27 Jul Born To Lead Marketing Teams
“Models are born, not made. You don’t learn to become a model. You are born with it,” proclaimed the master of the ceremonies for this particular modeling agency. My daughter had dragged me into this talent-finding event and my level of discomfort ratcheted up a few more notches as I heard those words. The man seemed pleased with his authoritative assertion, but I deemed it fundamentally unfair. So, if someone was absolutely committed to becoming a model, he/she may never succeed because they were born with a certain sequence of C, A, G, Ts in their DNA that did not meet this man’s expectations.
Now that I lead a marketing team, I wondered if this is also a skill that requires certain innate qualities in order to be really good at it? Do I need to be, by nature, a certain type of person, have certain behavior traits and proclivities, a certain disposition in order to do well or it is something that can be learned to smooth out any rough edges? Thankfully, we chose a profession where we have a shot to be as good as we want to be. I suspected this even before I started digging for information. I entered the workforce as a research scientist but then studied business administration with a focus on strategy and marketing. There are many people who suspect that scientists and marketers are bishops of two different colors; their tracks just don’t meet. But that does not appear to be the case. Unlike modeling, a marketer is not doomed to fail at birth by their genetic make-up.
Nature vs. Nurture
But the next question is, are there some personality traits that are difficult to teach or inculcate to be a natural in this profession? Are there certain things that we should look for in a person before we elevate them to manage a marketing team? The answer is yes. But first, let’s talk about the Peter Principle which was an observation by Laurence Peter in 1968 that there is a tendency in organizations to promote people to higher-level managerial jobs if they show competence and achievement in their technical jobs. Peter postulated that competence at your current job, which requires a vastly different set of skills, leads to a rise in hierarchy until you reach a position of relative incompetence and promotions stop.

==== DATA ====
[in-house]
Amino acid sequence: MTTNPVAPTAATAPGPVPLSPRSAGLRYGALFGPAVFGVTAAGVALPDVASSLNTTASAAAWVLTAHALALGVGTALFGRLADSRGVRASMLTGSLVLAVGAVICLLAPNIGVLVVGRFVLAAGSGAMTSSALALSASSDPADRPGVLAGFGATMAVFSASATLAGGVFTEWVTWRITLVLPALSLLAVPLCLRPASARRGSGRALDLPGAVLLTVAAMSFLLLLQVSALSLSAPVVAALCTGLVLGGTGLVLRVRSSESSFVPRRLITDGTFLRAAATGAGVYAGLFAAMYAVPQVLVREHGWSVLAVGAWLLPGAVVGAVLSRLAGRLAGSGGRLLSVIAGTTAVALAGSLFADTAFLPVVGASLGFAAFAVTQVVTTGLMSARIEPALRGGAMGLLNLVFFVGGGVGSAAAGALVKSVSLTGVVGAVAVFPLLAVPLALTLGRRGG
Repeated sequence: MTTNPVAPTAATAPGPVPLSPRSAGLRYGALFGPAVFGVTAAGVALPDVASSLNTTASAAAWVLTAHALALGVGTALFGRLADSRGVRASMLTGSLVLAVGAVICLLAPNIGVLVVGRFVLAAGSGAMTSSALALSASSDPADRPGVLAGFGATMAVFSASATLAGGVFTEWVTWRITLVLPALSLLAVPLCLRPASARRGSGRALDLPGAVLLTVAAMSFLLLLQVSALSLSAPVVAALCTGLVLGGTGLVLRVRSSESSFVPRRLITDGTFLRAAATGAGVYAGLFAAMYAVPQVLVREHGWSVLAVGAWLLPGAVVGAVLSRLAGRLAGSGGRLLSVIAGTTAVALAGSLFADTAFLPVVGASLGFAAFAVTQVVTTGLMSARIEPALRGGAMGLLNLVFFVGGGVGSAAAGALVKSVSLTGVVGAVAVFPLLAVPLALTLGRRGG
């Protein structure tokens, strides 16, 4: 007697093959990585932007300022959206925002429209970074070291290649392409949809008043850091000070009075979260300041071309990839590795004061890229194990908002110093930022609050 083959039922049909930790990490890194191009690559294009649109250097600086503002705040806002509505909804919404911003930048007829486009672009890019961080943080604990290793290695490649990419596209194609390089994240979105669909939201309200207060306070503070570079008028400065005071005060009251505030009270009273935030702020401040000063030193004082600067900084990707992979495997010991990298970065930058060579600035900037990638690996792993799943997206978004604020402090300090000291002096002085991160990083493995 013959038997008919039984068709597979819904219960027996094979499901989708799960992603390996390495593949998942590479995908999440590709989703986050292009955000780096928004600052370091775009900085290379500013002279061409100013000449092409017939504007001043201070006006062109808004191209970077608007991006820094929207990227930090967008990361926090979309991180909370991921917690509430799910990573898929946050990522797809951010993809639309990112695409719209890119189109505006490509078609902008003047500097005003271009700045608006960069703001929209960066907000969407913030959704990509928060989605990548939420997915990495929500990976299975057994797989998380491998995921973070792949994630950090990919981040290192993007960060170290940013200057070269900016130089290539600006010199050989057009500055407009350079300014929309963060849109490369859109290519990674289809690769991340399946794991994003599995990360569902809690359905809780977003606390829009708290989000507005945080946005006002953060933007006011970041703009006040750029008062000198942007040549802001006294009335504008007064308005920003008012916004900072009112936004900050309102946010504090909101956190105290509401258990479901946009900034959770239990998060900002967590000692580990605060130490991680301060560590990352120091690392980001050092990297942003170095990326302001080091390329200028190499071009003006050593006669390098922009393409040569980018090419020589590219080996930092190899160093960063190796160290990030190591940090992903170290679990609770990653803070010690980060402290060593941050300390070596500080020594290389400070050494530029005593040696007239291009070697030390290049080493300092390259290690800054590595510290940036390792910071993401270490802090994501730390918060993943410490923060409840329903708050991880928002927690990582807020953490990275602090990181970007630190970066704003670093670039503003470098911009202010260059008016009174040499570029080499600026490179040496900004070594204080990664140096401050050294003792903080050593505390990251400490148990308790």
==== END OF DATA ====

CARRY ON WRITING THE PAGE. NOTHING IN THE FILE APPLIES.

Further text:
Three professors, Alan Benson of the University of Minnesota, Danielle Li of MIT, and Kelly Shue of Yale, wanted to put this theory to test. They analyzed the performance of 53,035 sales employees at 214 American companies from 2005 to 2011. During that time, 1,531 of those sales reps were promoted to become sales managers and they found Peter Principle to be valid. High-performing salespeople were promoted to be sales managers, which was a double whammy. Now you no longer had a good sales rep selling while had a poor manager managing a sales team.
So, this seems to be a poor way to promote people to the managerial ranks without proper training and presence of certain personal qualities. But what are some of these core qualities that can be challenging, but not impossible, to teach?
Teachable but Difficult To Teach
The first one, according to Virginia Vanderslice, an adjunct faculty member at the University of Pennsylvania, is a deep level of self-confidence and self-assurance. I once had a manager at Baxter Healthcare who would not teach me how to make cells competent for transfection. I knew a way to do it, but he had learned a technique that was quick and incomparably effective in his previous job. I guess he wanted to be the only person in the department who knew how to create ultra-competent cells. He lacked a sense of confidence and self-security. He was more concerned about being indispensable, the sole possessor of this ability rather than a manager’s mindset to grow capabilities of his team.
The second, according to Michael Useem, Wharton management professor and director of Wharton’s Center for Leadership and Change Management, is being comfortable with ambiguity and unpredictability. A manager needs to move forward and make decisions with inadequate or less than reliable information. More often than not, the situation is opposite. There is too much information, and one needs to figure out what is relevant and what is inconsequential. You have to separate wheat from chaff, signal from a deafening amount of noise. We are wired a certain way and many people have difficulty functioning in a haze of uncertainty.
The third quality which is hard to teach is being devoted to learning what makes people tick. We all are different; we are motivated by different things, have different levels of appetite for managerial oversight, learn in certain ways, reside at a certain level on the introversion/extroversion scale, like to be at work early or late, etc. A manager needs to celebrate diversity of opinions, thoughts, and motivations and manage them without a hint of, “my way or the highway” mentality. You have to embrace becoming a life-long student of human nature.
The last quality is selflessness. Several studies have shown a rise in narcissism in the country. It is a destructive force in a team environment. I have been in teams where the managers and talkers inflated their contributions while quieter teammates sulked. It really rips your heart out. You work hard, solve problems, make the team look good while a manager insinuates in a meeting, “Hey, look at me, aren’t I awesome and deserving of all the glory.” I was once talking about my work and did not mention contributions of a technician. It was a terrible mistake and I don’t think our relationship ever fully recovered. I feel embarrassed just writing about it.
It is wonderful if you are naturally gifted in what you do. But many of us take on or are pushed into a role where we are not. Thankfully, in a vast number of cases, we can learn to be good at what we do.